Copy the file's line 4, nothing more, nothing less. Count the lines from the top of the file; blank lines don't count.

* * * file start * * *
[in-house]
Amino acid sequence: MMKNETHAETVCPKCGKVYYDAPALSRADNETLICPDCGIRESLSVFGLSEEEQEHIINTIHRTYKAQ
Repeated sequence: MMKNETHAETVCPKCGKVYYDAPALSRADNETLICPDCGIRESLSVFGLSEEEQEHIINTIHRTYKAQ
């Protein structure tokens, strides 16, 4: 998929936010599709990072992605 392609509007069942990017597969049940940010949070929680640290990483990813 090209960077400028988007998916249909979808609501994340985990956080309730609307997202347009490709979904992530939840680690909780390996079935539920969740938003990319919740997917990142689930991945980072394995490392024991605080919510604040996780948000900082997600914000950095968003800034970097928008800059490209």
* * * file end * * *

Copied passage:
């Protein structure tokens, strides 16, 4: 998929936010599709990072992605 392609509007069942990017597969049940940010949070929680640290990483990813 090209960077400028988007998916249909979808609501994340985990956080309730609307997202347009490709979904992530939840680690909780390996079935539920969740938003990319919740997917990142689930991945980072394995490392024991605080919510604040996780948000900082997600914000950095968003800034970097928008800059490209």